Step 6: Present and Defend Estimate

Yes, of course this is necessary. But what is also necessary is the step of updating the estimate as additional information becomes available throughout the life of the project.

Conclusions

My goal in writing this article was to define estimating in terms of the fundamental concepts that would pertain no-matter what type of estimate you were creating and no matter what tool you were employing. This understanding of the big picture is useful both in understanding how estimating models and tools work, and also in developing new models or tools for domains where existing models do not exist.

Tables and Figures:

Figure 1: Core Estimating Concept ( Click to view image )

Figure 2: Progressively Elaborated Baseline ( Click to view image )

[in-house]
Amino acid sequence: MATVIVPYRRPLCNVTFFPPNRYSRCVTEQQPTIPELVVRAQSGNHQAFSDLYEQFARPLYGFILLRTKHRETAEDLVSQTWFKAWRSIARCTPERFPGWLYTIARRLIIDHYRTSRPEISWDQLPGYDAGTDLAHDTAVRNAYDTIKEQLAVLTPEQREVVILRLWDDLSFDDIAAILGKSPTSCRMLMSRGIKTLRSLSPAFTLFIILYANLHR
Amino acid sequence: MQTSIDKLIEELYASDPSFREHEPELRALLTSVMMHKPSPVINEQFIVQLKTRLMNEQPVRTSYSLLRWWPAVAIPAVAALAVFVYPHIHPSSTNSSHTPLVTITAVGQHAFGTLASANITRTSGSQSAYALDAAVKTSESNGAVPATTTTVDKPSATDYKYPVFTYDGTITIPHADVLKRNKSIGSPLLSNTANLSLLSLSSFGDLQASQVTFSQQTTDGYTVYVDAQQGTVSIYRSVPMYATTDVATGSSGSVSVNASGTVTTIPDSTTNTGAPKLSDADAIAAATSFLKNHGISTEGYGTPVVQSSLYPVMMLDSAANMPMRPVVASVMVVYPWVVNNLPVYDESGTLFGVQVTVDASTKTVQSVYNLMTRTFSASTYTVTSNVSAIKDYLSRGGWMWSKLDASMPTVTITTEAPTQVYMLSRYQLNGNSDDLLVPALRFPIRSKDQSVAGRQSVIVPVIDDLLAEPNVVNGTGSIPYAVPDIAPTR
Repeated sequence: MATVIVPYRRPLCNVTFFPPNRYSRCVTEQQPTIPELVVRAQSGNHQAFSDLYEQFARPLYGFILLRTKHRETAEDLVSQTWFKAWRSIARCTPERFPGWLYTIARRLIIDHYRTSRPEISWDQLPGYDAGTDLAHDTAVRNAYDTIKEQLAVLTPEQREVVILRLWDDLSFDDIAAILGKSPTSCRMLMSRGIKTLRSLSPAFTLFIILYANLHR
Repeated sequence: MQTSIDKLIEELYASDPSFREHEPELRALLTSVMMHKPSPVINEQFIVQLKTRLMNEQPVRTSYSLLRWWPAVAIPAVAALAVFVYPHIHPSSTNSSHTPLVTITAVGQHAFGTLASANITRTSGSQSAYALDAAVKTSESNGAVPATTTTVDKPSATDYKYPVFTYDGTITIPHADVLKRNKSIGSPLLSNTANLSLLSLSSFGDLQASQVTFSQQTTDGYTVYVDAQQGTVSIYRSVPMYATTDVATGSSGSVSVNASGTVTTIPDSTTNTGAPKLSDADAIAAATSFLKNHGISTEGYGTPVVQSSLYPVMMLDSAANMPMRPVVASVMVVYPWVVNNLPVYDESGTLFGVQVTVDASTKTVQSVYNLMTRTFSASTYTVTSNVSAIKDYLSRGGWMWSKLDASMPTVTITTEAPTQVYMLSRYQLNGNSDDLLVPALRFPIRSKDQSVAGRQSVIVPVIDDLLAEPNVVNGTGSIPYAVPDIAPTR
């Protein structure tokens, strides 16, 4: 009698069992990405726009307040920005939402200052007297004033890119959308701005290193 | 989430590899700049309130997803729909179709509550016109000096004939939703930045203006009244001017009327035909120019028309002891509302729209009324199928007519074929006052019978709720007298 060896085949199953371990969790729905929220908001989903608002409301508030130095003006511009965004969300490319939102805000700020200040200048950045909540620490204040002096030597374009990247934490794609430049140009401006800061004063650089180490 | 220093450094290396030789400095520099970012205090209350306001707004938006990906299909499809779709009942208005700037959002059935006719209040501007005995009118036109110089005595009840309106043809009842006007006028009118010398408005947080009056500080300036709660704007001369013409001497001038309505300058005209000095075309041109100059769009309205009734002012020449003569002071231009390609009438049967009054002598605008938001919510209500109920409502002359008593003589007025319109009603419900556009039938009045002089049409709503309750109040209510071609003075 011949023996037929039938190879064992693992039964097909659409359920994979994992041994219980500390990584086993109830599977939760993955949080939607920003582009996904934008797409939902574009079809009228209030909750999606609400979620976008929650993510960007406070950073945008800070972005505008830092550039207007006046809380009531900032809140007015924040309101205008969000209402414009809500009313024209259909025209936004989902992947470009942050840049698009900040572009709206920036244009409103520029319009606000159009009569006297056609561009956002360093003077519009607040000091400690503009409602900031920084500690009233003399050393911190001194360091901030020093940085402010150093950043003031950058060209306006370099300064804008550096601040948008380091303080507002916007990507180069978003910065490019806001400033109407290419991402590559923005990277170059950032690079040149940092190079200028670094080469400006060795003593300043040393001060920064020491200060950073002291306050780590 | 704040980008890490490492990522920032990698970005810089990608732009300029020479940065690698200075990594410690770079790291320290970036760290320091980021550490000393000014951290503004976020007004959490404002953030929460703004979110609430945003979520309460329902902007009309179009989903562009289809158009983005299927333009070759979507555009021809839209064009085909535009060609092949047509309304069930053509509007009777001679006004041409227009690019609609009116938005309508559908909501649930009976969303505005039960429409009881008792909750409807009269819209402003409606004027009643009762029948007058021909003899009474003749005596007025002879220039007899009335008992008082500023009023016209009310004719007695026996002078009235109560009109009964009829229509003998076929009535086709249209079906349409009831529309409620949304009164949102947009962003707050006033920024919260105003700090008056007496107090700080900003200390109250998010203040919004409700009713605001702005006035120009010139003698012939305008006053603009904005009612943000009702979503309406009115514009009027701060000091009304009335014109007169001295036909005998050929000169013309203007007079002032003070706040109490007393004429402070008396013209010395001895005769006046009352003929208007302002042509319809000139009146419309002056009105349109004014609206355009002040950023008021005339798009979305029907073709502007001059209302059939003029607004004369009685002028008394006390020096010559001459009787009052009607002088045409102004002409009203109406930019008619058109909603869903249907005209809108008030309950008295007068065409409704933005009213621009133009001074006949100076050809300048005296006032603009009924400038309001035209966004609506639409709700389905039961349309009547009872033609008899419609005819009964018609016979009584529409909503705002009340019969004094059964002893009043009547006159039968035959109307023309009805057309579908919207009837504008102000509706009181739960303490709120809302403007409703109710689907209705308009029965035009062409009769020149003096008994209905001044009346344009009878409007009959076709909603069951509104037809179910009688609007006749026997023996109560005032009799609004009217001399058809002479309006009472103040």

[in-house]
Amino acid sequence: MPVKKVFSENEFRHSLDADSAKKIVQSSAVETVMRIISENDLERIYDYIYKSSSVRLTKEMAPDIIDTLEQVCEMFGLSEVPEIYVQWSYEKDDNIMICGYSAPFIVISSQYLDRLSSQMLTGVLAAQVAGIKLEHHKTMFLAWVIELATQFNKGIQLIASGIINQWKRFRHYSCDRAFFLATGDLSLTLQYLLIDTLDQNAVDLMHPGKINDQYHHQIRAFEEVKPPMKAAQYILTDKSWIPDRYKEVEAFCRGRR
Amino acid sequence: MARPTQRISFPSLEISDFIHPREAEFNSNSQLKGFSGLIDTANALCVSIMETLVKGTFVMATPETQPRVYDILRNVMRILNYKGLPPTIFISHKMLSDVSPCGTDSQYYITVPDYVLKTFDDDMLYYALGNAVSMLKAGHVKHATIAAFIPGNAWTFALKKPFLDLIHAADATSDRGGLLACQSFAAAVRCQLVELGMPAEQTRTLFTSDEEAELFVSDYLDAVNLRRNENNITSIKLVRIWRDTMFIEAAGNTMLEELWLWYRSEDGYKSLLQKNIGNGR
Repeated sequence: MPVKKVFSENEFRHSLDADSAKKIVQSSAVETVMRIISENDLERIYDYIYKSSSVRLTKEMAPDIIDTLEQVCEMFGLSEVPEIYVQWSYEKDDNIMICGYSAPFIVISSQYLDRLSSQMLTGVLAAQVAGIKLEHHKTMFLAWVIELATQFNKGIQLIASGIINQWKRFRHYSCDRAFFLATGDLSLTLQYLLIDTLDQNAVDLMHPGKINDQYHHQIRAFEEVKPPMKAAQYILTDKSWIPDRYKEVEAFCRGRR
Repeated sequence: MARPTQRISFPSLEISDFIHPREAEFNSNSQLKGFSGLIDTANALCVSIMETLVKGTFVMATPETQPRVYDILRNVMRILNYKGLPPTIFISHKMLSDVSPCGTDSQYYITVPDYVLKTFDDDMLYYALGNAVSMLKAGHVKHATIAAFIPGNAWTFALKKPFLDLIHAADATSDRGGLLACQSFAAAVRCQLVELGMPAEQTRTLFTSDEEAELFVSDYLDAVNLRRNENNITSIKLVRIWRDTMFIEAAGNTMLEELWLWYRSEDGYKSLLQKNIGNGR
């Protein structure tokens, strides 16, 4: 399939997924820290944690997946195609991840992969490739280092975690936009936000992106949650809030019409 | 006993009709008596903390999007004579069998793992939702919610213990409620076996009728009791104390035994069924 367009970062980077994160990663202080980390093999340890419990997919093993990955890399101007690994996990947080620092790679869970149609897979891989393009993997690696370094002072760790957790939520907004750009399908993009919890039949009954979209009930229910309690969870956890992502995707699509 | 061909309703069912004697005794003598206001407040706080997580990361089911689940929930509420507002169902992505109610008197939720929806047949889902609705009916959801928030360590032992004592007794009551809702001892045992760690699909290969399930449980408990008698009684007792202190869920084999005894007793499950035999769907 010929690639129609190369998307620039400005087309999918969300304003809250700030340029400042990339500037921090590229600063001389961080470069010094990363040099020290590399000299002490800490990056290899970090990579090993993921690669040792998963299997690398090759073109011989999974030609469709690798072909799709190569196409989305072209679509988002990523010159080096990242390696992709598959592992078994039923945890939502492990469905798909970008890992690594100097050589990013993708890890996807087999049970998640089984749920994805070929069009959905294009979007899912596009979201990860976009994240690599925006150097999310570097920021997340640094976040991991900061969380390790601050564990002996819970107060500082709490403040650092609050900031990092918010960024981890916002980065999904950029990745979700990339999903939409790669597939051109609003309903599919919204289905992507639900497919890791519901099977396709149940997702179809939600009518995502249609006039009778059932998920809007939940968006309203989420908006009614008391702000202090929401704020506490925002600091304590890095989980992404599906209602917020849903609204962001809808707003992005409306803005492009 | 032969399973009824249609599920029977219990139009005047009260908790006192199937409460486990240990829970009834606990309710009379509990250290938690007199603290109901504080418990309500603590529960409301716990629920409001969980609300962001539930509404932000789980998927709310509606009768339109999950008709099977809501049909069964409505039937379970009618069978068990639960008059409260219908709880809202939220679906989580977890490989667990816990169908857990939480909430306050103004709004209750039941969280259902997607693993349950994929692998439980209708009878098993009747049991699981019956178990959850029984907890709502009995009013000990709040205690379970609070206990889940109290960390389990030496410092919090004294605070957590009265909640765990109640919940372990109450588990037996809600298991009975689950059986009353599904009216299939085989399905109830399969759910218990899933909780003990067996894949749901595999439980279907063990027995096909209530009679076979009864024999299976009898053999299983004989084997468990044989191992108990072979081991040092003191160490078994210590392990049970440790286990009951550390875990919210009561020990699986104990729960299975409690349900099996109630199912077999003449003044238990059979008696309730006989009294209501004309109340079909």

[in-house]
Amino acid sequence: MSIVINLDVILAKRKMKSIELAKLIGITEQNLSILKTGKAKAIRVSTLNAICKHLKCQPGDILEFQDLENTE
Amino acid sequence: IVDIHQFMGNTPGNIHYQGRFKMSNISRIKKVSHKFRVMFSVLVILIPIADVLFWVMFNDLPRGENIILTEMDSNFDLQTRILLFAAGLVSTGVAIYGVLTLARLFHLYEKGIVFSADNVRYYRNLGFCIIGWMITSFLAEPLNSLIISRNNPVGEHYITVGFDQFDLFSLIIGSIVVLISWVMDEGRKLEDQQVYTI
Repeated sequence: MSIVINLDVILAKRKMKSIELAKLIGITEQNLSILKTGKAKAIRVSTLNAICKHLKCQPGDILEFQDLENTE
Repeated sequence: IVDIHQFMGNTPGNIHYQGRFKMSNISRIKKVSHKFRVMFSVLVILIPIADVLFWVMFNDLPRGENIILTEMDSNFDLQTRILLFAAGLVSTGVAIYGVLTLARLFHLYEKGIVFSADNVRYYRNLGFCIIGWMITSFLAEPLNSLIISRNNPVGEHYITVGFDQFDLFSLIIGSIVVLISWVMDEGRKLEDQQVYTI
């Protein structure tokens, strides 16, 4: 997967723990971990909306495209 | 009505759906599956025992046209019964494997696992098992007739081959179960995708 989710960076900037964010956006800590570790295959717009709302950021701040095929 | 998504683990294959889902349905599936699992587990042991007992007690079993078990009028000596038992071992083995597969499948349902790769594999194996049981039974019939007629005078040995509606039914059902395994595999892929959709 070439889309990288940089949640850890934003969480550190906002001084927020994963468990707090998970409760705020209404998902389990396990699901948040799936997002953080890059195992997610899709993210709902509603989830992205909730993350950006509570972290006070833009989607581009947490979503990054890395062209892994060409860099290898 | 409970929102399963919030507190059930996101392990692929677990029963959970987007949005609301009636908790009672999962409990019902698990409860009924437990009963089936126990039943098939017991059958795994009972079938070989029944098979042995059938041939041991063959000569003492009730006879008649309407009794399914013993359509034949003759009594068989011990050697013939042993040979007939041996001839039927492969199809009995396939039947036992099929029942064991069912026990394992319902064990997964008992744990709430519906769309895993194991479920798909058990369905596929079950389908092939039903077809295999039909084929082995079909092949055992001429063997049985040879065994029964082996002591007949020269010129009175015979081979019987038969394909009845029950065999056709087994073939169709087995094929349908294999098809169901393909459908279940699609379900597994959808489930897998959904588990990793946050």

Figure 3: Estimating Lifecycle ( Click to view image )

Figure 4: Estimating Purposes ( Click to view image )

Figure 5: Estimating versus Budgeting ( Click to view image )

Figure 6: DON Cost Estimating Standard ( Click to view image )


References and Notes

1. Flynn, Bryan: “DoD/DON Acquisition Instructions and DON Cost Estimating Standard,” presented at the Department of Defense Cost Analysis Symposium, The Lodge at Williamsburg, Virginia, 19 February 2010.

William Roetzheim

Click to view image

William Roetzheim is founder and CEO of Level 4 Ventures, Inc. He has written 27 published books, more than 100 articles, and three columns. He has been a frequent lecturer and instructor at multiple technology conferences and two California universities. Mr. Roetzheim has an MBA, is an IFPUG certified function point counter, is a Certified Cost Estimation Analyst (CCEA), and has both a PMP and RMP designation by the Project Management Institute.